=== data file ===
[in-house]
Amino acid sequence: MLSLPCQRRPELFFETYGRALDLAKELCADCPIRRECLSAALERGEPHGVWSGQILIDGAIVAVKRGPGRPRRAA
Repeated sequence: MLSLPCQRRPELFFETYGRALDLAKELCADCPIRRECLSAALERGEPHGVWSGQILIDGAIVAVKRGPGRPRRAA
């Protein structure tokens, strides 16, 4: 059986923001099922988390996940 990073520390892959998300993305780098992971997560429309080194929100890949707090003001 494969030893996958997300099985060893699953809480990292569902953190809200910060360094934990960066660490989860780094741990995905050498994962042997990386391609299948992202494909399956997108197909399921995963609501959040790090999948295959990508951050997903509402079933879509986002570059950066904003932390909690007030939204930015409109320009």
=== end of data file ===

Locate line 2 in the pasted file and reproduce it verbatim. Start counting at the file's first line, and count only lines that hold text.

Amino acid sequence: MLSLPCQRRPELFFETYGRALDLAKELCADCPIRRECLSAALERGEPHGVWSGQILIDGAIVAVKRGPGRPRRAA